But I can tell you planted with care,

 and what you attempted to cultivate here

was not comprehended

     by those who loved you;

          and in the pervasive neglect

it seems your vision was lost.

My hands caress the stems of your Rudbeckia,

   trying to realign their lanky, desultory forms

          where their delicate beauty

was engulfed by choking vines, and I wonder

  if better tending would have kept you

 in this world a little longer.

I sadly ponder what vision made you leave,

   and ask if the slow encroachment of weeds

       could have been pruned for you in time.

   or if anyone even noticed your need to be tended.

And I hope you can see me here

       attempting to give love to your efforts,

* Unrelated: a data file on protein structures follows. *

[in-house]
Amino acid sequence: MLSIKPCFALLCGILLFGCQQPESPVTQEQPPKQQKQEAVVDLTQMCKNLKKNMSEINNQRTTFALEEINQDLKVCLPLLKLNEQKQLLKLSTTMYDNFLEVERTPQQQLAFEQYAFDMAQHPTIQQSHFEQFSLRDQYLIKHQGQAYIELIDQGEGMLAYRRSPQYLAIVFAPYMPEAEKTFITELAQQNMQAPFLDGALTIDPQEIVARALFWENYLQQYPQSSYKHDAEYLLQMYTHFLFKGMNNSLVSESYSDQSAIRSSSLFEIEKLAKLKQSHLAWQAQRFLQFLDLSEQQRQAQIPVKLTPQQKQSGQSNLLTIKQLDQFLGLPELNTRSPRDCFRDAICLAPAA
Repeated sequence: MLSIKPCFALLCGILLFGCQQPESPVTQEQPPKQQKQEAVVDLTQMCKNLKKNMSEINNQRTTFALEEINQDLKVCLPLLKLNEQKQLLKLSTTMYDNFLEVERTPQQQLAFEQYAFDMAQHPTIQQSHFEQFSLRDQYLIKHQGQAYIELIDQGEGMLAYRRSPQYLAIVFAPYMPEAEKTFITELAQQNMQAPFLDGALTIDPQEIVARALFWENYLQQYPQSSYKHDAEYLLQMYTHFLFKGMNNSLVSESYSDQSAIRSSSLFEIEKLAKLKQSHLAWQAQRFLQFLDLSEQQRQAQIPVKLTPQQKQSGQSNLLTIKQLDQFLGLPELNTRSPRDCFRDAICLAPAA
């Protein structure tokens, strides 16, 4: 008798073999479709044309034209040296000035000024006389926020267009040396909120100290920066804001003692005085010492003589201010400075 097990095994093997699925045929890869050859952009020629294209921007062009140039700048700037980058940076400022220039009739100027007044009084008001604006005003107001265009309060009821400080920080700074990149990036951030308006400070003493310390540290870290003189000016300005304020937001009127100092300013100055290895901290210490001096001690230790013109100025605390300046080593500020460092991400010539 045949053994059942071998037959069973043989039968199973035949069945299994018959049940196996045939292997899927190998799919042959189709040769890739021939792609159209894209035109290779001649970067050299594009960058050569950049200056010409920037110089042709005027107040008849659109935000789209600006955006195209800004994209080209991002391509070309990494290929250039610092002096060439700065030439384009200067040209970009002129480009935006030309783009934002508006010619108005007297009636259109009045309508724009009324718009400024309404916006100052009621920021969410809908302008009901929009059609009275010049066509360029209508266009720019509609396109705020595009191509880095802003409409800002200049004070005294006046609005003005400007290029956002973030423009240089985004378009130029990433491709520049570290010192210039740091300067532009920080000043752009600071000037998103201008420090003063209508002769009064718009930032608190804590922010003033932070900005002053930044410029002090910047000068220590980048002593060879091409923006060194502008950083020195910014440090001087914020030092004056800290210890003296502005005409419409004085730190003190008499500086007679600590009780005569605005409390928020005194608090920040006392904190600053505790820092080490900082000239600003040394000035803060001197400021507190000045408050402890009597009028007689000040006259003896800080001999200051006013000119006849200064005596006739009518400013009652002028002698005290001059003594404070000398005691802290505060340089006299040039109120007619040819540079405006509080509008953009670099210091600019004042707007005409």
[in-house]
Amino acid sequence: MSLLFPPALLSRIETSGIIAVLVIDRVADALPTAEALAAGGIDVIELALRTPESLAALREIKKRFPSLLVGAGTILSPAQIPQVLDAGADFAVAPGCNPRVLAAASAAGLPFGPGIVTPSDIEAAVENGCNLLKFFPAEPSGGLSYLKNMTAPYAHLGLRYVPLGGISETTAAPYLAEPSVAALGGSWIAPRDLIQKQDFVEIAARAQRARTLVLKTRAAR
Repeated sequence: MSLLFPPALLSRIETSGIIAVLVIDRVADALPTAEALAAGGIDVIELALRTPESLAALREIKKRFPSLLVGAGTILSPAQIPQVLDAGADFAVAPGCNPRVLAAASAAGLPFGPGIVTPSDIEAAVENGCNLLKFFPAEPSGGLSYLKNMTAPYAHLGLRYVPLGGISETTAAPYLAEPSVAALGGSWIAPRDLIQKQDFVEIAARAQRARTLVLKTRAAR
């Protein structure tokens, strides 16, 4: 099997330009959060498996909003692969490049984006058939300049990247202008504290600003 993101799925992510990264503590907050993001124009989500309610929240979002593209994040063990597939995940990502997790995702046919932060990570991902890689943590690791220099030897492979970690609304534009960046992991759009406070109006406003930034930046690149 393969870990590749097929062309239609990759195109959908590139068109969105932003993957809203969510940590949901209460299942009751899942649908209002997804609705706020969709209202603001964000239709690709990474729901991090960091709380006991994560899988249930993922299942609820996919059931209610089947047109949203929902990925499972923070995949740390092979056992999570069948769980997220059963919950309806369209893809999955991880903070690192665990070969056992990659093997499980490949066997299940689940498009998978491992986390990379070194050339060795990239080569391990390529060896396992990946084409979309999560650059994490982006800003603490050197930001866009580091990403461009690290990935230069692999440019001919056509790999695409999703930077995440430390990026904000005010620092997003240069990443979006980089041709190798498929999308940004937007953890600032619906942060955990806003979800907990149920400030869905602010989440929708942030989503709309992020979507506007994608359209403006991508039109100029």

trying to make your mark on this world

     just a little tiny bit more substantial.

May this garden grow in health for many more years,

             and may your children understand, in time,

that sometimes gardens in other worlds

             need new caretakers, too.


Marie Anzelone


Marie Anzalone currently splits her time between residences in New England and upstate NY in the United States and Guatemala in Central America. Originally from Appalachian Pennsylvania, she spent her early years studying ecology and nature first-hand in the woods around her home. She is an artist, scientist, writer, economics master’s degree candidate, avid outdoorswoman and start-up director of an international development non-profit organization. She has been published in human rights journals, scientific journals, and poetry anthologies. She writes fiction and non-fiction in both English and Spanish. She attempts in her writing to bridge the gap between real world influence and the individual’s inner journey to find spirit and meaning. Anzalone released two collections of poetry in 2014. Her debut collection is called A Pilgrimage in Epistles:: Poems as Letters and Observations. Her sophomore offering is titled Peregrinating North-South Compass Points: Poems in English and Spanish.